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New Zealand

A deep secret

The tiny fishing village of Kaikoura on New Zealand’s rugged east coast once kept a deep secret – a very deep secret. But now the word is out. Rod Eime spills the beans on Kaikoura.


ver twice the size of Tasmania, the South Island of New Zealand hosts a population of barely one million, mainly British-descended inhabitants who, in less than two centuries, have transformed the land into a vast luxuriant pasture, delivering some of the world’s best dairy products. On the wild eastern shore, cradled in a sheltered cove on its namesake peninsula is the tiny fishing village of Kaikoura (pronounced Kie-koo-ra). The South Island of New Zealand is dotted with these little treasures – otherwise inconspicuous spots on a sparse map characterised by varicose mountain ranges and dizzying, snow-dusted fjords. But now the word is out. Only a few hundred metres off shore, the seabed rapidly plunges into a massive submarine canyon well over a kilometre deep. When warm tropical currents flowing southward crash head-on into the cold Antarctic stream heading north, a swirling mass of nutrientrich water is sucked up from the depths. This marine smorgasbord attracts many aquatic mammals, fish, birds and now, tourists. For years Trevor Ruawai was a local fisherman, plying the rich waters off Kaikoura, dodging great sperm whales and leaping dolphins with his little boat. Now, with wife Polly, they run Miharotia; a plush B&B atop a bluff that commands breathtaking views of the peninsula and the massive peaks beyond. “It was all a bit rough ‘n’ ready in the early days,” reminisces Trevor with a wry grin. “The boys with the whale watch boat would scare the pants off tourists in their little 70 knot dinghy!” So much has changed in the last decade. The Whale Watch operation now runs a fleet of four, 50-passenger, state-of-the-art jet cruisers, complete with radar, depth sounders and interactive video screens. “Sure, it was tough in the beginning,” says Thomas Kahu of Whale Watch and a member of the local Ngati Kuri Maori tribe. “The banks all turned us down when we needed capital, so we hocked our houses to start up.” The rest is history. Whale Watch now runs a thriving enterprise located in the old railway station, immaculately

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Above: Best viewing platform to see masses of dolphins. Left: Trevor Ruawai

restored to include a cafe, gift shop and auditorium. Cruises run all day, every day, nine months of the year and are often booked out weeks in advance. As a result, the Ngati Kuri people are now widely regarded as a local success story. On terra firma, Thomas’ first cousin Maurice Manawatu runs Maori Tours, where visitors are introduced to customs while visiting places of cultural significance to the local Ngati Kuri people. Maurice, a larger than life fellow, has a soft spoken tolerant tone which puts you at ease as he quietly explains the traditional heritage and patiently teaches guests a quaint local folk song. It’s a comical sight to see a minibus full of chirpy foreigners beetling along singing, ‘Manu Wa-Tu Te Ra!’ Other nature-based activities include bushwalking (or ‘tramping’, to use the kiwi vernacular), dolphin swimming, bird-watching, surfing, diving, fishing, horse-riding, golf, caving and even local winery tours. Underpinning Kaikoura’s claims as a nature-lover’s paradise is its remarkable status as one of only a few communities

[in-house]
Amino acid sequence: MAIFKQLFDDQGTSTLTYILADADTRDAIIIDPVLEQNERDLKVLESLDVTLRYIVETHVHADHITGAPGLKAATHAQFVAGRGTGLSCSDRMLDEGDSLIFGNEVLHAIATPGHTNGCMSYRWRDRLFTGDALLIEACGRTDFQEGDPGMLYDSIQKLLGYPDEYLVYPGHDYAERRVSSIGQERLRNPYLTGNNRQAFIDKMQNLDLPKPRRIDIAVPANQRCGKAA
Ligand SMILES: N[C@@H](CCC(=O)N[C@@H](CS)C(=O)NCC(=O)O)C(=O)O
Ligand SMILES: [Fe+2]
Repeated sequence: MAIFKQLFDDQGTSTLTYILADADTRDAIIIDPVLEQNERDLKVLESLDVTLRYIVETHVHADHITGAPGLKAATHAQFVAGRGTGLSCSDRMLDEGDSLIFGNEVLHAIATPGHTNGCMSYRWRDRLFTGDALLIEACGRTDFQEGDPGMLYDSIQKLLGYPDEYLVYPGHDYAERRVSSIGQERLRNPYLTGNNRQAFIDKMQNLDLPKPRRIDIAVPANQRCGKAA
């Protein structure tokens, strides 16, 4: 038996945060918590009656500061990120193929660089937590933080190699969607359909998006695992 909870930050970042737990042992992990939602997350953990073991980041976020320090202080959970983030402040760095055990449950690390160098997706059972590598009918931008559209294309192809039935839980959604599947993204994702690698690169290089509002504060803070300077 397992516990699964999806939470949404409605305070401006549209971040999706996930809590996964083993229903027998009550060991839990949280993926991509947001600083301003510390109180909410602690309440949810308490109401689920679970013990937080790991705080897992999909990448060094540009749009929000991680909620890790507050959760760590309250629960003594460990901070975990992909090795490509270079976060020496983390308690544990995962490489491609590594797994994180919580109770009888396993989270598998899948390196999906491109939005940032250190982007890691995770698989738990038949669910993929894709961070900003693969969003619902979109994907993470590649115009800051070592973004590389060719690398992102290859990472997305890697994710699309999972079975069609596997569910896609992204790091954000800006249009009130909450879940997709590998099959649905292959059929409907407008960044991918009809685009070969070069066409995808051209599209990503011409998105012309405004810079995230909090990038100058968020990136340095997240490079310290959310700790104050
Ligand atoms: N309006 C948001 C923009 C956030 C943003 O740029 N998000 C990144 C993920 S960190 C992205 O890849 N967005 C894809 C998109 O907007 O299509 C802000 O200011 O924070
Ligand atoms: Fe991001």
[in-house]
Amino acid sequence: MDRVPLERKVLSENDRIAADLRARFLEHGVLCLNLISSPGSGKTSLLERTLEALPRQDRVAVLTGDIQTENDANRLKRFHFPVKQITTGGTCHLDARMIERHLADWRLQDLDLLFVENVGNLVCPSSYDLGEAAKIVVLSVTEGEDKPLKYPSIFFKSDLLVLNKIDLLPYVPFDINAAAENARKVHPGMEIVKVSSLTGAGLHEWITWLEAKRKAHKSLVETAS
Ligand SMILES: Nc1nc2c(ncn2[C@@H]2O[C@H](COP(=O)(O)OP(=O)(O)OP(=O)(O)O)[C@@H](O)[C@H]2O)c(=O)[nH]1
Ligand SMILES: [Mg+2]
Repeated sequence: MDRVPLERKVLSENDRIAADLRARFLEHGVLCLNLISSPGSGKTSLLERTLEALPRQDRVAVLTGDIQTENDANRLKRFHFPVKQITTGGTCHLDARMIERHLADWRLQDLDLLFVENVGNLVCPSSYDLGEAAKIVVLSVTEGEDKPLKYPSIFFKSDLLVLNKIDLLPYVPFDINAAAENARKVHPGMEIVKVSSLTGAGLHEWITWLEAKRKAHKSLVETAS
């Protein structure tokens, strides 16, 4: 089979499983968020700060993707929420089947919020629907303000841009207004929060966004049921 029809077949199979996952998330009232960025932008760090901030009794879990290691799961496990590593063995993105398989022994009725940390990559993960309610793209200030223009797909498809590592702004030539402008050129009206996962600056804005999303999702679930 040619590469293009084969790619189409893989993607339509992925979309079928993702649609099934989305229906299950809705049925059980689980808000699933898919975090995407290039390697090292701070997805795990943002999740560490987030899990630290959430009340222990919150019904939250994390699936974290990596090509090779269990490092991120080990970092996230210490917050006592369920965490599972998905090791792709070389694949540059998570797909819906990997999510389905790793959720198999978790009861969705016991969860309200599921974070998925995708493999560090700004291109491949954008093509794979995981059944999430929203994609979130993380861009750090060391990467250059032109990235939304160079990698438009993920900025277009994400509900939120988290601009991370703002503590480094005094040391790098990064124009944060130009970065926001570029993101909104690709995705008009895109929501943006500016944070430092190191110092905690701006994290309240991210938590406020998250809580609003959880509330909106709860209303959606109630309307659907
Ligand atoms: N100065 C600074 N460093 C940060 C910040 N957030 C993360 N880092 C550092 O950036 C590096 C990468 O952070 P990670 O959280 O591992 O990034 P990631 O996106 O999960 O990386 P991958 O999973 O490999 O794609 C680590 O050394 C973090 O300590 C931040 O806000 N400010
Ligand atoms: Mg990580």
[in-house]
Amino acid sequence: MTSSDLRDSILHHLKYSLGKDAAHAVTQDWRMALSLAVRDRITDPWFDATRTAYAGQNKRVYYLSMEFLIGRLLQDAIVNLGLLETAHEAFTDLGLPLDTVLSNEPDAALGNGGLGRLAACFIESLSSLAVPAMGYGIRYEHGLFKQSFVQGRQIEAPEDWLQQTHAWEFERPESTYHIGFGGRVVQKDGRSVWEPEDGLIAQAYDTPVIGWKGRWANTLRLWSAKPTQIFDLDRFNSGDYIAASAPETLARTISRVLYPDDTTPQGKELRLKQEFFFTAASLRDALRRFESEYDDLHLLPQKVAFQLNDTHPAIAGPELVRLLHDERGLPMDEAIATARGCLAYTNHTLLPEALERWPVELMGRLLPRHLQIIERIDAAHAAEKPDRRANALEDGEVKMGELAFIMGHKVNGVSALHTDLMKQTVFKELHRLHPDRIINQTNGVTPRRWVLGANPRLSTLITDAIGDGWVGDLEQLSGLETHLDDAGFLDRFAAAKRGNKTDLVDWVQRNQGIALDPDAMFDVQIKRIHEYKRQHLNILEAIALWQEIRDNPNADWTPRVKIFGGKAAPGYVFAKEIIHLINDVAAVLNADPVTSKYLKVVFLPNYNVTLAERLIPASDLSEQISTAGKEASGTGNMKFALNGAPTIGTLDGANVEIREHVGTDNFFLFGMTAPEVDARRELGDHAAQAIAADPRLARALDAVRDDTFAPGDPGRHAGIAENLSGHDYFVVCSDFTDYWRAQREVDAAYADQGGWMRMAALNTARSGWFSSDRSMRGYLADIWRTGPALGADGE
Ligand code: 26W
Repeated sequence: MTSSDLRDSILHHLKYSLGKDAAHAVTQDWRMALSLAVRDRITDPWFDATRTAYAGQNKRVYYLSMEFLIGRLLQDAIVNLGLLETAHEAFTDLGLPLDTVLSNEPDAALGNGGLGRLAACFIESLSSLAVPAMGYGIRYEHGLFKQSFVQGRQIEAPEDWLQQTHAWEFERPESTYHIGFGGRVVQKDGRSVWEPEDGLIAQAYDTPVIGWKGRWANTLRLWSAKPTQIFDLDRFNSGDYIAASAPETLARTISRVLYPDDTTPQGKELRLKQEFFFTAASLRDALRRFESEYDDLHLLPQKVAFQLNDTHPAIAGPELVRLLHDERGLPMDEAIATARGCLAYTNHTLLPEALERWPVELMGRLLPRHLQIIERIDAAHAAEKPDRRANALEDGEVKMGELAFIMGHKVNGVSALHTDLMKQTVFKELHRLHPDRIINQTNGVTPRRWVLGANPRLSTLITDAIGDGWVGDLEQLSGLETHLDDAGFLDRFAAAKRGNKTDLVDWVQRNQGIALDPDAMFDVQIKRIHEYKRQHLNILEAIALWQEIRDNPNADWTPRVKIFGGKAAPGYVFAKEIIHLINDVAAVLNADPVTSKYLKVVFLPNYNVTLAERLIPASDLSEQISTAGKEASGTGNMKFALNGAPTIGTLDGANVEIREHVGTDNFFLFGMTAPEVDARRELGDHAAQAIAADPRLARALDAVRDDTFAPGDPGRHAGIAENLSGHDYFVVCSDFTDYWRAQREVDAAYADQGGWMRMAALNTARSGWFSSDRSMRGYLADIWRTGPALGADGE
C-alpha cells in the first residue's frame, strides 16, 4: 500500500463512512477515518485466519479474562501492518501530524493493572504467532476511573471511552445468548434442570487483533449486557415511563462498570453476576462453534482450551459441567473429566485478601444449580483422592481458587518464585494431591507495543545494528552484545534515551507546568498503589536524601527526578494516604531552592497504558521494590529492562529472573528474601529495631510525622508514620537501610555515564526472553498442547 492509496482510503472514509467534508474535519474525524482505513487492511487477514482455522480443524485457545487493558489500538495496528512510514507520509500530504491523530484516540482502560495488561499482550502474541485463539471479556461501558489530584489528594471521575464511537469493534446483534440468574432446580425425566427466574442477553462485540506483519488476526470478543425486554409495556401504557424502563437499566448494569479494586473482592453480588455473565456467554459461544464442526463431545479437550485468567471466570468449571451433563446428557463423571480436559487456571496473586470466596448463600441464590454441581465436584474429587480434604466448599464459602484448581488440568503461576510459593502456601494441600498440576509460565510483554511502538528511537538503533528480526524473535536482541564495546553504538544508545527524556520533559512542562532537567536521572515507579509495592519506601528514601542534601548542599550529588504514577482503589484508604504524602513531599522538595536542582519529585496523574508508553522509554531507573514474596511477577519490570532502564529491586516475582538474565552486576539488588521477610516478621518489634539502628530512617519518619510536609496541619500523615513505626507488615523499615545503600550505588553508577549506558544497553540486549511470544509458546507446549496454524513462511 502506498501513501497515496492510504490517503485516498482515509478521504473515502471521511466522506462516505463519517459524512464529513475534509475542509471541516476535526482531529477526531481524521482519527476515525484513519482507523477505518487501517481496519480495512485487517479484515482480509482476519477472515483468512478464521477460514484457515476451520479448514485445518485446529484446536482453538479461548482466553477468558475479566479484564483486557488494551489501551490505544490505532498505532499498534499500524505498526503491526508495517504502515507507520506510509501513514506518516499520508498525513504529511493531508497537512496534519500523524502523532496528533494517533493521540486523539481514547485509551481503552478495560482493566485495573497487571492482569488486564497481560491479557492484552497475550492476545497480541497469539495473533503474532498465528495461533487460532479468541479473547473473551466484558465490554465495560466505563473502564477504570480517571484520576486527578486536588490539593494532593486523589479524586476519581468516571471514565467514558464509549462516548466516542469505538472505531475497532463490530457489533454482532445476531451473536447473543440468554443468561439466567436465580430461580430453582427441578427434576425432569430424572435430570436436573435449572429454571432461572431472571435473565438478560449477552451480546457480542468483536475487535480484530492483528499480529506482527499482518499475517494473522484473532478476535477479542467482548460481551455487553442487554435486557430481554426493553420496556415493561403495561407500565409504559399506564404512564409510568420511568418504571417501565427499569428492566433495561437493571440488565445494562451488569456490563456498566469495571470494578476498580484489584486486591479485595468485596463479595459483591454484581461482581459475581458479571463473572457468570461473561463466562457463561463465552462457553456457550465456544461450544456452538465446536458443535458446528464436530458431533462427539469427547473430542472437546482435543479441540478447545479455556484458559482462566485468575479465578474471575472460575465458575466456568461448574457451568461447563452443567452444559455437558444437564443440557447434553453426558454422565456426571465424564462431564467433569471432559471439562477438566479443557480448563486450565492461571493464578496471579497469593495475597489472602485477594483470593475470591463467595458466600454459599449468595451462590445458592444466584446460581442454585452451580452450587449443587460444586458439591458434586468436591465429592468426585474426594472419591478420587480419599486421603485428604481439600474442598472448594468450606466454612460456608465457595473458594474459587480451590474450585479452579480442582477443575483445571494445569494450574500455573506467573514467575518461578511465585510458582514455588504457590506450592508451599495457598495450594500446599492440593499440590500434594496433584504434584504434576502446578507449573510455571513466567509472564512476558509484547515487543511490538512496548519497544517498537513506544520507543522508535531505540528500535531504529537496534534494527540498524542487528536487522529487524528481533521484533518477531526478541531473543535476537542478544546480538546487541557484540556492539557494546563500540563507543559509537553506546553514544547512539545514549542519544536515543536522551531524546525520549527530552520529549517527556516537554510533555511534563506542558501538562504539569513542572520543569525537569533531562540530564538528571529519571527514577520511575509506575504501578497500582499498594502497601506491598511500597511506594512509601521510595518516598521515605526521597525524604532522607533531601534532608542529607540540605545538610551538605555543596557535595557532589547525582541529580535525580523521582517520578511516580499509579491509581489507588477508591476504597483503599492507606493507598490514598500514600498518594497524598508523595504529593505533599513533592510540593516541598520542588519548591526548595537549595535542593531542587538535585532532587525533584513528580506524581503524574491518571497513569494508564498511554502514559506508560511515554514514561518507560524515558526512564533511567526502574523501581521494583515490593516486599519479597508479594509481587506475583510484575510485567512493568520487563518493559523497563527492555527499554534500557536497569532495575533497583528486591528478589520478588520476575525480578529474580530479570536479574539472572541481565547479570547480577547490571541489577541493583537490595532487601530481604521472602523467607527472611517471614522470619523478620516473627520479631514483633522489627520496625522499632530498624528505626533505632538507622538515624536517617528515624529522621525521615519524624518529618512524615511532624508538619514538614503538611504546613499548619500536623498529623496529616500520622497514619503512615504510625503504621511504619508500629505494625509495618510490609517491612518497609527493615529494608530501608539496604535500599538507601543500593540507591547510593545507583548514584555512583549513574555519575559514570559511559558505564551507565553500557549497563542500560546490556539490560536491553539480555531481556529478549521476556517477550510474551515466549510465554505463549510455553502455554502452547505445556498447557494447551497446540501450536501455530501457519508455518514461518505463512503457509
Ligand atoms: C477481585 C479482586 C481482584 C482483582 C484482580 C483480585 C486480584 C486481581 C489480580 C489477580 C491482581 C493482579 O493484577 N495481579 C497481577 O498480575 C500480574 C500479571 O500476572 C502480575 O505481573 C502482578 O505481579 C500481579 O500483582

across the world to achieve Green Globe 21 benchmarking for sustainable tourism. This rigorous UN-endorsed accreditation includes such initiatives as waste and pollution management and benefits to local communities and cultures. While the Ngati Kuri people have excelled in delivering natural and cultural experiences, the more recently arrived Europeans offer top quality accommodation and restaurants. While numerous comfortable backpacker hostels cater to the younger nomadic types, there are also quality B&Bs and along the beachfront, motels, bungalows and swanky boutique lodges. Dining options are likewise numerous with New Zealand’s world-famous cuisine on show at even the most humble cafe. Whether it is a simple bowl of hearty clam chowder at the Craypot Cafe & Bar or a more genteel repast at the White Morph, the hardest part will be choosing. For a community of just 3000 residents, Kaikoura can stand tall as an example of responsible, enriching tourism that treads lightly on the land it so relies upon. And as you gaze in awe at the spectacular scenery and all its surrounding riches, you can feel the earth smile back.

Where is Kaikoura? Kaikoura is located 184km north of Christchurch and about the same distance south of the northern ferry port of Picton. Driving is easy on the well-maintained roads, or take one of the daily coach connections from either Christchurch or Picton. The annual Seafest is held on the first Saturday in October and for ALL activities, early booking is essential. • For a full list of activities and attractions, visit:

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Photography: Rod Eime

New Zealand

Kaikoura: A Deep Secret  

clipping from Get Up and Go Magazine

Kaikoura: A Deep Secret  

clipping from Get Up and Go Magazine